With a national election looming July 2, Mr. Turnbull’s right-wing government blocked the sale of Australia’s biggest single land holding — the Kidman cattle empire encompassing 1 percent of the vast, continent-sized country, or 39,000 square miles — to a Chinese-led consortium.
The sale, for $288 million, was deemed as “may be contrary to the national interest” — an awkward political step for the conservatives whose strong pro-market mentality has dominated their three years in power and is wearing thin on voters.
Anti-China sentiment has also been stoked by a backlash against pro-Beijing activism by ethnic Chinese living in Australia and even complaints by the queen of England. Britain’s Queen Elizabeth II, Australia’s formal head of state, said Chinese security staff were rude during a visit to London by President Xi Jinping.
There is also residual resentment over the leasing of the port of Darwin to a Chinese company. Complaints that the public was not consulted widely enough and fears the deal could compromise security surrounding a potential rotating force of 2,500 U.S. Marines garrisoned nearby have been made loud and clear.
Politics and French submarines
It was against that backdrop that Mr. Turnbull announced that French ship builder DCNS had fended off competing bids from Germany and Japan, winning a $40 billion contract to build the Australian navy a new class of submarine, which will be armed with American-made combat systems.
Analysts say the tight security relationship between Canberra and Washington has meant senior U.S. officers were involved with the bidding process and initially favored the Japanese bid because of pressing security issues in the South China Sea.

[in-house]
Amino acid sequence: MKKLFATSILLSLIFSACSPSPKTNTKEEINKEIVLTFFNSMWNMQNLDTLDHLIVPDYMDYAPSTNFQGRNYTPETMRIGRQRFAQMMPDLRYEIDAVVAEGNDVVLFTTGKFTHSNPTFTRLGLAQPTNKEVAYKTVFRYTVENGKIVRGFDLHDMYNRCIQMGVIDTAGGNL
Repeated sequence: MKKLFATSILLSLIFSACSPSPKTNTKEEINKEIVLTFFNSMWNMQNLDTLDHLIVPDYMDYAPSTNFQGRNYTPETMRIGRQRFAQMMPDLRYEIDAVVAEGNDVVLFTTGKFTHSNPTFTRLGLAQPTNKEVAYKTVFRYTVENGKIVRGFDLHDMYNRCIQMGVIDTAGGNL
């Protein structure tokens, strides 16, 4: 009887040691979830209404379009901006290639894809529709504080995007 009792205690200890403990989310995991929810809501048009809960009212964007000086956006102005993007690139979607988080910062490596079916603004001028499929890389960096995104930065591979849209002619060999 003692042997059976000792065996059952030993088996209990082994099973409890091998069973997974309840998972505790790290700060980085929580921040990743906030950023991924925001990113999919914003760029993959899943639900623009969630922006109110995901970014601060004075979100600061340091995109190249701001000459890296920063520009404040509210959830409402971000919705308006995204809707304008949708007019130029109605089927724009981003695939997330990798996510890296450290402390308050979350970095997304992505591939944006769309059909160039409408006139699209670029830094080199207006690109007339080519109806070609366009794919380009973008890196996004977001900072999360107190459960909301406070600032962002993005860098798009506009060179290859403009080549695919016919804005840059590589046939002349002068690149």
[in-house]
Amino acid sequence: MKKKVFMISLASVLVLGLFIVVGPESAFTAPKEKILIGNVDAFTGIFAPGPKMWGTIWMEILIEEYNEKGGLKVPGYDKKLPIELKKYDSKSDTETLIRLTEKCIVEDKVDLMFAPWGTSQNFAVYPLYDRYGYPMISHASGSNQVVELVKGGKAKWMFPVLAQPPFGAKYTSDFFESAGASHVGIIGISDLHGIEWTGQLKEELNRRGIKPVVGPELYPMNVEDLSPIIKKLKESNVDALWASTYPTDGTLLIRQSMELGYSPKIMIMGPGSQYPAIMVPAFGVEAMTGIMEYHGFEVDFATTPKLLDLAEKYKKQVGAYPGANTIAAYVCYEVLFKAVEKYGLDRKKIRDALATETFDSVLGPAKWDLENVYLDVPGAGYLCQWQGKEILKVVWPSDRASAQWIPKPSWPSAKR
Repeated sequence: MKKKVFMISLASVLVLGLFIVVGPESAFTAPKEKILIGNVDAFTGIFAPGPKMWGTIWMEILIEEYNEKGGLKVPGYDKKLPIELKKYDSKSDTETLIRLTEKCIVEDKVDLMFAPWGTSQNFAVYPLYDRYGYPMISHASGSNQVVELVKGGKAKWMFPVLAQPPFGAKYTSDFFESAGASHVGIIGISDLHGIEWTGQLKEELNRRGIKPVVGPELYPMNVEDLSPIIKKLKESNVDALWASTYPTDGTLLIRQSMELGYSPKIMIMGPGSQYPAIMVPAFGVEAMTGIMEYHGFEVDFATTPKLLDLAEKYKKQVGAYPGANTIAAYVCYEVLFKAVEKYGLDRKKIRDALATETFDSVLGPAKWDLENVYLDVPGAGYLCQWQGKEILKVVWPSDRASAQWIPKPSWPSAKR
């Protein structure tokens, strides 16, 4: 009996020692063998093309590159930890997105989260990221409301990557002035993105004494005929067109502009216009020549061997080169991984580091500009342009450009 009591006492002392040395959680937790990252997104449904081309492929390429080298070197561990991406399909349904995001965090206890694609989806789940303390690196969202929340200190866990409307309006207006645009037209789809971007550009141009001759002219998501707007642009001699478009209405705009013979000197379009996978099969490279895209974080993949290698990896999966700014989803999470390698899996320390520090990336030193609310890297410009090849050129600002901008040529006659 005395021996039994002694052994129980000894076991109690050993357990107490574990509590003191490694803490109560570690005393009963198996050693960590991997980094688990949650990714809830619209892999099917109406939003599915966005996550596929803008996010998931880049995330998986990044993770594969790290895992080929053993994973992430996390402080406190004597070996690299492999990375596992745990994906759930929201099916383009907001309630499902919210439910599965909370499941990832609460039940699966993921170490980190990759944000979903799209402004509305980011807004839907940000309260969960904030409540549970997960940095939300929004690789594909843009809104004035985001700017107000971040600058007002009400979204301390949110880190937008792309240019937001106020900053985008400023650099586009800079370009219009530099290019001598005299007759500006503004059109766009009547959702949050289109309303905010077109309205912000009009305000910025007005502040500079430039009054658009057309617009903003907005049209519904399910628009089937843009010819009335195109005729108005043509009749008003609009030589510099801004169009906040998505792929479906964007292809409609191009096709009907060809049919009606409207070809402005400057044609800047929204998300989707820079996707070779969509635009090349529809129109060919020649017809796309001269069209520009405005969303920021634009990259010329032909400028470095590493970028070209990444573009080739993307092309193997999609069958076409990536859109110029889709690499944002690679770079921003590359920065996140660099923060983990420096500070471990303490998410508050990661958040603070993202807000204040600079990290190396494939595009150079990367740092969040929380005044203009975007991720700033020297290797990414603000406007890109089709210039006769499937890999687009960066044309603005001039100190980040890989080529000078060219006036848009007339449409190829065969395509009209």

Japan, facing escalating tensions with China over the Senkaku Islands, hoped to use the project to kick-start an arms exports business of its own, but there was speculation that a successful Japanese bid would have angered China.
Hugh White, a defense scholar with Australian National University, argued that a submarine deal with Japan would ultimately push Australia closer to a conflict with China.
Concord Consulting’s Mr. Loveard added that China was not making many friends in the region with its insistence that the large swaths of the South China Sea — known as the East Sea in Hanoi and the West Philippine Sea in Manila — is its inalienable territory.
“But, given that it is not a front-line state in this argument, it is hard to see why Australia feels the need to adopt a tough stance against China, which after all is a major trading partner,” he said. “The traditional alliance with the U.S. should not be seen as the only game in town and Australia might be far better positioned to adopt a more neutral tone towards China.”
The pushback against Beijing’s claims can also be seen in President Obama’s message-sending trip to Vietnam last week, a highlight of which was the announcement that Washington was lifting the ban on military sales to Hanoi that dated back to the Vietnam War. Australia and Vietnam agreed last year to hold their first joint naval exercises, and Australia has offered to help train the Vietnamese military.
But revising Australia’s traditional balancing act between a once-dominant U.S. and a steadily rising China comes with risks, Mr. Leos said.
“The most obvious challenge for Australia is how to walk that fine diplomatic line of not only maintaining a close security relationship with the Americans, but also maintaining a strong trade relationship with China,” he said.
“This may be particularly challenging for the Turnbull government since U.S. defense officials have expressed concern over the Chinese military buildup in the South China Sea and the need to maintain a credible deterrence to China’s militarization.”